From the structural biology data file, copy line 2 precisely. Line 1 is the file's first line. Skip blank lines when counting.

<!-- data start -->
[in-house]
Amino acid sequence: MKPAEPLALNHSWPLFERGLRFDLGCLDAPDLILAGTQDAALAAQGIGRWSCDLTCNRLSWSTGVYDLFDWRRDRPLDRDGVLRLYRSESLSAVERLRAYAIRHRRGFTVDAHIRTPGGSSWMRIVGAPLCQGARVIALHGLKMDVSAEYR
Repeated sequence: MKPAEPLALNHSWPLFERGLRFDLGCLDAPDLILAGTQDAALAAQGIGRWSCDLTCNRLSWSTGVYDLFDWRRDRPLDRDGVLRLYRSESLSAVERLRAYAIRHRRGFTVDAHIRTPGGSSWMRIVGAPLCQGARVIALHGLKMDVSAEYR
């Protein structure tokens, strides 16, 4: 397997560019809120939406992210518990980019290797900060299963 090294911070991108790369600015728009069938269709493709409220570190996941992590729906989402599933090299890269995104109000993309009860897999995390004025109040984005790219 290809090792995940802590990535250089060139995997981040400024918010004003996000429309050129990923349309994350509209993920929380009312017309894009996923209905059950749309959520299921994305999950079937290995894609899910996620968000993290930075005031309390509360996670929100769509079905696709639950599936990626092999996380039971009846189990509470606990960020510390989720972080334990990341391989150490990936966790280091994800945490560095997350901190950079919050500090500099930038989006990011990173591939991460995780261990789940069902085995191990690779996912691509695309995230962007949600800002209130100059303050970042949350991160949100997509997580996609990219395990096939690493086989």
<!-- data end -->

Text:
Amino acid sequence: MKPAEPLALNHSWPLFERGLRFDLGCLDAPDLILAGTQDAALAAQGIGRWSCDLTCNRLSWSTGVYDLFDWRRDRPLDRDGVLRLYRSESLSAVERLRAYAIRHRRGFTVDAHIRTPGGSSWMRIVGAPLCQGARVIALHGLKMDVSAEYR